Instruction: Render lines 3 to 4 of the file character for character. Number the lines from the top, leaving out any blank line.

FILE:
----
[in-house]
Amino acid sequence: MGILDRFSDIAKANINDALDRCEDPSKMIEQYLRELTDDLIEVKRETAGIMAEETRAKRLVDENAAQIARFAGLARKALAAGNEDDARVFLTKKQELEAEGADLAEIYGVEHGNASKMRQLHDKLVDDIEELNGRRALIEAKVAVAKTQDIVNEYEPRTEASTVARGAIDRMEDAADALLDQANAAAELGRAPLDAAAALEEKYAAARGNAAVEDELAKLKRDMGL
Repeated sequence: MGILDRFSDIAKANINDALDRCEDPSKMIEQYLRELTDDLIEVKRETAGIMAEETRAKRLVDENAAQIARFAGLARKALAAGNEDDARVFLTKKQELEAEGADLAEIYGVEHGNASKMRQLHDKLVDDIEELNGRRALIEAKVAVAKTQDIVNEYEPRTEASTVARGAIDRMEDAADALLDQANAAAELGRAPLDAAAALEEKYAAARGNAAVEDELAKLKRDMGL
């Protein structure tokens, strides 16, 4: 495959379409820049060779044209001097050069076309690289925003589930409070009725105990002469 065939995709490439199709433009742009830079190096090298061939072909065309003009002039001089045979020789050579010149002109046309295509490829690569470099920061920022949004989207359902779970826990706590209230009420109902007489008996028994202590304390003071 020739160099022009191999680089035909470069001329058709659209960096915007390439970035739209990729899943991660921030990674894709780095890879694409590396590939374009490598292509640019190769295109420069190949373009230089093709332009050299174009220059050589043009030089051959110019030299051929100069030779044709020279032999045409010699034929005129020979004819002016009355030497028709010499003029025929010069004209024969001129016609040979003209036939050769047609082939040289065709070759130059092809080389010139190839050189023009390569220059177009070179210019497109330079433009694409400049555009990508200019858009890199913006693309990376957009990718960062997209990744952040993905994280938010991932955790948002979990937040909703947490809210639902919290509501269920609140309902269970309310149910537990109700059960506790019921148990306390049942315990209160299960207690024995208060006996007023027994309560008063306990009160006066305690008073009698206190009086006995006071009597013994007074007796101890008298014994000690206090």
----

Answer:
Repeated sequence: MGILDRFSDIAKANINDALDRCEDPSKMIEQYLRELTDDLIEVKRETAGIMAEETRAKRLVDENAAQIARFAGLARKALAAGNEDDARVFLTKKQELEAEGADLAEIYGVEHGNASKMRQLHDKLVDDIEELNGRRALIEAKVAVAKTQDIVNEYEPRTEASTVARGAIDRMEDAADALLDQANAAAELGRAPLDAAAALEEKYAAARGNAAVEDELAKLKRDMGL
């Protein structure tokens, strides 16, 4: 495959379409820049060779044209001097050069076309690289925003589930409070009725105990002469 065939995709490439199709433009742009830079190096090298061939072909065309003009002039001089045979020789050579010149002109046309295509490829690569470099920061920022949004989207359902779970826990706590209230009420109902007489008996028994202590304390003071 020739160099022009191999680089035909470069001329058709659209960096915007390439970035739209990729899943991660921030990674894709780095890879694409590396590939374009490598292509640019190769295109420069190949373009230089093709332009050299174009220059050589043009030089051959110019030299051929100069030779044709020279032999045409010699034929005129020979004819002016009355030497028709010499003029025929010069004209024969001129016609040979003209036939050769047609082939040289065709070759130059092809080389010139190839050189023009390569220059177009070179210019497109330079433009694409400049555009990508200019858009890199913006693309990376957009990718960062997209990744952040993905994280938010991932955790948002979990937040909703947490809210639902919290509501269920609140309902269970309310149910537990109700059960506790019921148990306390049942315990209160299960207690024995208060006996007023027994309560008063306990009160006066305690008073009698206190009086006995006071009597013994007074007796101890008298014994000690206090």